How JustAnswer Works:
  • Ask an Expert
    Experts are full of valuable knowledge and are ready to help with any question. Credentials confirmed by a Fortune 500 verification firm.
  • Get a Professional Answer
    Via email, text message, or notification as you wait on our site.
    Ask follow up questions if you need to.
  • 100% Satisfaction Guarantee
    Rate the answer you receive.
Ask Chris Miller Your Own Question
Chris Miller
Chris Miller, Internet Researcher
Category: General
Satisfied Customers: 2786
Experience:  Master's degree in social work, computer knowledge, strong math and science background
22285537
Type Your Question Here...
Chris Miller is online now
A new question is answered every 9 seconds

Were microbes used to remove the animal glue in the restoration

Resolved Question:

Were microbes used to remove the animal glue in the restoration process of the Sistine Chapel ceiling?
Submitted: 7 years ago.
Category: General
Expert:  Chris Miller replied 7 years ago.

Hello Ima,

 

The restoration of the Sistine Chapel ceiling occurred from 1984-1989. A variety of chemical solvents were used, in conjunction with washings of distilled water, to remove the many layers of candle wax, varnish, and animal glue. Lastly, an application of a solution of acrylic polymer was made to consolidate and protect the surface, along with further washing. The use of microbes to eat away organic residue form the surface of art work was not employed until early in the 21st century.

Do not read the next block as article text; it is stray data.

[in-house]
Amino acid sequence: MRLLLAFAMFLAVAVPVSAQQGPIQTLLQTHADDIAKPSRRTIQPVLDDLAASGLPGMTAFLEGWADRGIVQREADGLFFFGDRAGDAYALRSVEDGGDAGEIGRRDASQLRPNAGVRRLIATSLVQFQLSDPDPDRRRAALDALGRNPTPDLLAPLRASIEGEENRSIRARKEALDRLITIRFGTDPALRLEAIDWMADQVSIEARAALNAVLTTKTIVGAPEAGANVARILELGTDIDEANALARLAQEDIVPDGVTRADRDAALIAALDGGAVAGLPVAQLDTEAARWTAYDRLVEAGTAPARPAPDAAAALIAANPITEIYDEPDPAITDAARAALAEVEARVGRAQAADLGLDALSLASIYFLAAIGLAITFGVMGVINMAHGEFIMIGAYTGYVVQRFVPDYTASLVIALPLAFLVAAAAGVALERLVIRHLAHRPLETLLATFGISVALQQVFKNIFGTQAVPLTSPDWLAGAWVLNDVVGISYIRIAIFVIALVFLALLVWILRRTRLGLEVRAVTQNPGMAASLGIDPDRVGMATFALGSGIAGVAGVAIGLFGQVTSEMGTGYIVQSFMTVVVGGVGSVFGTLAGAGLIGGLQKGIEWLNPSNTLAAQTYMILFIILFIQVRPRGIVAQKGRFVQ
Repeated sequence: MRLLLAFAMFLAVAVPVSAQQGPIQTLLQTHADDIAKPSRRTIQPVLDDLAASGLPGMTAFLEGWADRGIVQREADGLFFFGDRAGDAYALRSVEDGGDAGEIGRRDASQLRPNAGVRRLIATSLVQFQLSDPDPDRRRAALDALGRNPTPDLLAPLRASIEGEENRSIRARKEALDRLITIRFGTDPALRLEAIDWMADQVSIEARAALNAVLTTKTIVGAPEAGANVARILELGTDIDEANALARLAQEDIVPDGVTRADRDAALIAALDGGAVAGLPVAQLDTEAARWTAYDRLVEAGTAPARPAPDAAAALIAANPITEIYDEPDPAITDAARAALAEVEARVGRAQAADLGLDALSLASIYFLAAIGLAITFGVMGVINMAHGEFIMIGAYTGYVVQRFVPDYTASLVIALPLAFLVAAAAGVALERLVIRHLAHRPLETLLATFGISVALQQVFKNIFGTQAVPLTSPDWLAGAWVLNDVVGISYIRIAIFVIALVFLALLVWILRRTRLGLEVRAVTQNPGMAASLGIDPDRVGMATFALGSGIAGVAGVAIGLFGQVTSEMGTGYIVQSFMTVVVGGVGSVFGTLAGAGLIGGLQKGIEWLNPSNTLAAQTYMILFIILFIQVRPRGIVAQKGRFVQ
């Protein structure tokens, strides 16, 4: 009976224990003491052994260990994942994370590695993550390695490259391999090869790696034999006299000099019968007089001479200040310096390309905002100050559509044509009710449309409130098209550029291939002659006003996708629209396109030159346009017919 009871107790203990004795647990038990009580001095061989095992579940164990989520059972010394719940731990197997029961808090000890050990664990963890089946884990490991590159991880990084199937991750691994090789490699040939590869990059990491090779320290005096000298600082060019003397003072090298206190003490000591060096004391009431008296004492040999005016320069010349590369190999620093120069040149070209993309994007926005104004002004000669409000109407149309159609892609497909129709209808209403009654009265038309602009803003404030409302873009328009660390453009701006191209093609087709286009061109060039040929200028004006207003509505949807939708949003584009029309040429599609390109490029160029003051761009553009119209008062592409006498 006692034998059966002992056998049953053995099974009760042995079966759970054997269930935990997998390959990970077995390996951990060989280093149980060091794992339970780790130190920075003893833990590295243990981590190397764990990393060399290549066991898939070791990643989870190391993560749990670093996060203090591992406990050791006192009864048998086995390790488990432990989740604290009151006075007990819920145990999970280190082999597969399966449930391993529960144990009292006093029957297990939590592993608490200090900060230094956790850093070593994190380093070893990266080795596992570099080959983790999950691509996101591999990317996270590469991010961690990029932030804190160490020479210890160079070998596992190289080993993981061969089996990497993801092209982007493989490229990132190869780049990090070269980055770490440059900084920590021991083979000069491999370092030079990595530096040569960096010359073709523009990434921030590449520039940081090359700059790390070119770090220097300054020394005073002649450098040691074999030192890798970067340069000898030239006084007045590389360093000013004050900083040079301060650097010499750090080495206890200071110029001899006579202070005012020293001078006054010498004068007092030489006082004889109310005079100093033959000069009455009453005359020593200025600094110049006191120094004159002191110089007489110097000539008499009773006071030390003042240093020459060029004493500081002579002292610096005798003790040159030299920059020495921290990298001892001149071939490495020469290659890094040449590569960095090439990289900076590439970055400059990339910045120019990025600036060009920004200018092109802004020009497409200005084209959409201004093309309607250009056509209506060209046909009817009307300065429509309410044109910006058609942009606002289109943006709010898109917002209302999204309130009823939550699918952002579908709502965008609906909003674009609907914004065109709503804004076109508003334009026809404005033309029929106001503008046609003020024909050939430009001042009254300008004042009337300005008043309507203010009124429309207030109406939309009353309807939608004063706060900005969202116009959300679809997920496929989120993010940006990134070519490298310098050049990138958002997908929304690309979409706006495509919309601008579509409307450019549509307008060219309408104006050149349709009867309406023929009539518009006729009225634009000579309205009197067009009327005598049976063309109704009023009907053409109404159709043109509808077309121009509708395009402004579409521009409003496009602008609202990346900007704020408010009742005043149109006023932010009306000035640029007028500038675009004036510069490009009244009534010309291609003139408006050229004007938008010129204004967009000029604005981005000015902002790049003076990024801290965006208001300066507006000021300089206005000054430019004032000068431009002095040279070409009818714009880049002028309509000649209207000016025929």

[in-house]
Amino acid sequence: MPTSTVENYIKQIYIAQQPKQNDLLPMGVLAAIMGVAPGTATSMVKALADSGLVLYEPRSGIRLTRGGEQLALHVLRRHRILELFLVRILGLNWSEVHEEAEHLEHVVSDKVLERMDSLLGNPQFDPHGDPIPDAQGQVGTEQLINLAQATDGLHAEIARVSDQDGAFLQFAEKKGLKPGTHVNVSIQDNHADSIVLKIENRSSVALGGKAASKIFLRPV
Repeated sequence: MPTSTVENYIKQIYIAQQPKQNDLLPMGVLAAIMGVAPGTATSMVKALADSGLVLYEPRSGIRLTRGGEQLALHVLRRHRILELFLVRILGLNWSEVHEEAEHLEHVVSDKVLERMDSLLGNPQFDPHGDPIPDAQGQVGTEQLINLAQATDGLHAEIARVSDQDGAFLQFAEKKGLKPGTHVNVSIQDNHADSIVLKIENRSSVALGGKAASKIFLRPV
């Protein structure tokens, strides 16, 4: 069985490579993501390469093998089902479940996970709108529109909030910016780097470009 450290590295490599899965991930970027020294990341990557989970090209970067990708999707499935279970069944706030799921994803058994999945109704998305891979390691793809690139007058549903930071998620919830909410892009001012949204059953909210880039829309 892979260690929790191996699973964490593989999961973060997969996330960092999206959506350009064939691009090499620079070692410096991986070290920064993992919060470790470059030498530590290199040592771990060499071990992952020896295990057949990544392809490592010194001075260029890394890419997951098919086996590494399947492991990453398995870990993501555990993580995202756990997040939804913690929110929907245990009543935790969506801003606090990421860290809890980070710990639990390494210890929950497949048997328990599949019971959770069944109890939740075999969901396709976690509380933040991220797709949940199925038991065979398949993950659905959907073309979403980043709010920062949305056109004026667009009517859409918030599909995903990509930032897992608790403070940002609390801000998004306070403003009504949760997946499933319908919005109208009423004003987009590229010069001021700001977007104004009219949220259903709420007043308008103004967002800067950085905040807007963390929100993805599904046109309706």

Hope this help!

 

 



Edited by XXXXX XXXXX on 3/27/2010 at 3:36 AM EST
Customer: replied 7 years ago.

Do you have the information on specific works of art that did utilize microbes in the restoration process and what specific microbe was used?

Thanks for your help.

Expert:  Chris Miller replied 7 years ago.

Hello,

 

A strain of bacteria, Pseudomonas stutzeri, was used in 2003 on medieval Italian frescoes. This is the most notable example I have found of this technique being used in art restoration. The resorted painting was "Conversion of St. Efisio" by the 14th century artist Spinello Aretino. You can read more about that restoration here.

 

Hope this helps!

Chris Miller and 65 other General Specialists are ready to help you

Related General Questions